Emerging Writers.  Historical Fiction by Mary Ann DiLorenzo

Emerging Writers. Historical Fiction by Mary Ann DiLorenzo

Journeying Back to What Used to Be.  Part 23.

Johnny read Emily’s letter only twice and continued to sit on the porch, listening to the evening sounds of early spring in rural Georgia, breathing in the sweet smells of the countryside. He replayed in his mind all that had happened to him since the day he left for war. What used to be, was no more. Nevertheless, Johnny was finding his life once again.

“No, I won’t be drawn back,” he spoke out loud. “So many, better men than I, lost their lives in that war. I am still alive for a reason and I will not live my life looking back!” So Emily was gone, but Sam and Becky and their young family had become a part of him now, more than Emily had been, in a different sort of way. They relied on him, as he relied on them. Right now, at least, that was more than enough for him. They had a farm to run, to make prosperous enough to support them all, and that was his main concern. Just like it had been his ma’s, all those years ago.

Deliberately and ever so quickly, he lifted the glass on the lantern and touched Emily’s letter to the flame. It burned to ashes and Johnny went into the house to get some sleep.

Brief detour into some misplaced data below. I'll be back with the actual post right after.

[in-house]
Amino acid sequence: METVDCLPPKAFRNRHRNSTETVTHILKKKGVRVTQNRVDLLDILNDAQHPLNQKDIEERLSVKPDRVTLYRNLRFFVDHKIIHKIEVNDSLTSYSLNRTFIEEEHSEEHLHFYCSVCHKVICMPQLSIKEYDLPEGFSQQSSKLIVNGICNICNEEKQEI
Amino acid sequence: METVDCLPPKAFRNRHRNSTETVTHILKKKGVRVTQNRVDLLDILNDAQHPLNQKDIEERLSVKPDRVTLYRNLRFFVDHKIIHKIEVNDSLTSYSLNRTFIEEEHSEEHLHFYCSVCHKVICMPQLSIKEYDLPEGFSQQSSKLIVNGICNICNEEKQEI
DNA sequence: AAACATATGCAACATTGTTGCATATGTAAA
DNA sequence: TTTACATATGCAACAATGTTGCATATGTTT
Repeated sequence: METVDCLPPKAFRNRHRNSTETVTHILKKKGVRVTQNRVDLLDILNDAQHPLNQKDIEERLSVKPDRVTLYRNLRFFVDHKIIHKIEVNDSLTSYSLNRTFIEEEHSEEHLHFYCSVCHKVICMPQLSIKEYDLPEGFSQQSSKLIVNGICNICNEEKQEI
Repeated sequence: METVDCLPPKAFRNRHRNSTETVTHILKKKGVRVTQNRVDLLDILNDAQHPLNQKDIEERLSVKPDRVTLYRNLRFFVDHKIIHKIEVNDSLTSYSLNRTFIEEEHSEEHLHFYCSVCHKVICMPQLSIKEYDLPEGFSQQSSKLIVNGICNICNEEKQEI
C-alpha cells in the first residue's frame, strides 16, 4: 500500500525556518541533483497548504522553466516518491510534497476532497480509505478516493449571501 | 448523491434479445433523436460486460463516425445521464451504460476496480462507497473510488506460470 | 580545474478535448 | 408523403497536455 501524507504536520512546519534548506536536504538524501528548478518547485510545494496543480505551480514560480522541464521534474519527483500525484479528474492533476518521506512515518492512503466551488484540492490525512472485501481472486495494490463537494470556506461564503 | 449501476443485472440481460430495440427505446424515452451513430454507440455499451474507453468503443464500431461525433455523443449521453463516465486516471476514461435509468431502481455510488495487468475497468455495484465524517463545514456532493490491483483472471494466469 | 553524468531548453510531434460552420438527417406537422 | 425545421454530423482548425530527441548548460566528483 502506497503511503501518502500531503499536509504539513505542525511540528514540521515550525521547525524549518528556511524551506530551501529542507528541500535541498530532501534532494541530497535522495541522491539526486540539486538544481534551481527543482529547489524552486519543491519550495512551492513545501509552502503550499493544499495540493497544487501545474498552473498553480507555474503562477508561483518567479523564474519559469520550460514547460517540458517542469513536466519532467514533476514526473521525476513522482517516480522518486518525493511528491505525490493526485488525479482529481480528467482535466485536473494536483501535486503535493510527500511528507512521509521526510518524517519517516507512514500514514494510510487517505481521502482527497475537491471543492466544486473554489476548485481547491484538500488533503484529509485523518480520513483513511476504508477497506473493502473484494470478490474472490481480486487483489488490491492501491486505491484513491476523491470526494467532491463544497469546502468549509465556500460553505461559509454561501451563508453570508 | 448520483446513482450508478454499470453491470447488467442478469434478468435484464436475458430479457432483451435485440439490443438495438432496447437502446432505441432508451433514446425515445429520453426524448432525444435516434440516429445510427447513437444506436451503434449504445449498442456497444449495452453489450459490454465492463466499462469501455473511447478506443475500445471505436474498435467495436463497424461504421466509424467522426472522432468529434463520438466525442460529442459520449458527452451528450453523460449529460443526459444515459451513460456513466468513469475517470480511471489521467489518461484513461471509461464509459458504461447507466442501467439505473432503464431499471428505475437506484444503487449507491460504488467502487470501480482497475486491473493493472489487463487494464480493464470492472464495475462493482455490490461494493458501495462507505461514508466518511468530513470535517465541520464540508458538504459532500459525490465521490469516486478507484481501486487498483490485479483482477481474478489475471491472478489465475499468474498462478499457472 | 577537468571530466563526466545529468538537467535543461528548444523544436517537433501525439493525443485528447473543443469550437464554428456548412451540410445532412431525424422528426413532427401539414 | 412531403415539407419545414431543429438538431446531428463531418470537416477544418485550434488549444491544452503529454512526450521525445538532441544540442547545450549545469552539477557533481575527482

Days turned to weeks and weeks turned to months, and Emily did not cross Johnny’s mind, not once. He had not looked back. He hadn’t told Sam or Becky about the letter, didn’t think to, he had truly moved on. The only backward thinking he did was about the war, mostly thanks to Frankie Pender, who just wouldn’t let them forget it. There were more suppers at Sam and Becky’s, more stories swapped.

Certain things still haunted Johnny. Rainy nights still reminded him of the cold nights in camp, sopping wet and no shelter, even the summer rains chilled him back then. The hot days still reminded him of the forced marches in the searing heat of summer, half expecting to be shot at by the dang Yanks long before he and all the others dropped from exhaustion. And Frankie always reminded him of Gettysburg and the bayonet Johnny took on the side of his head, lucky to be alive then, feeling even luckier now.

The Northern carpetbaggers had pretty much gotten whatever they were going to get by then in Johnny’s neck of the woods. Rural Georgia had not held much fascination for those Yankees, though they did manage to squeeze every ounce of profit they could muster out of the place. Things had started to settle down and Johnny couldn’t help but feel that same restlessness that had plagued his father all his life. But there was one difference, Johnny knew the life he had was worth holding on to.


LOVE TRIUMPHS.

LOVE TRIUMPHS.

Women's History Month:  Who is Your Favorite Heroine?

Women's History Month: Who is Your Favorite Heroine?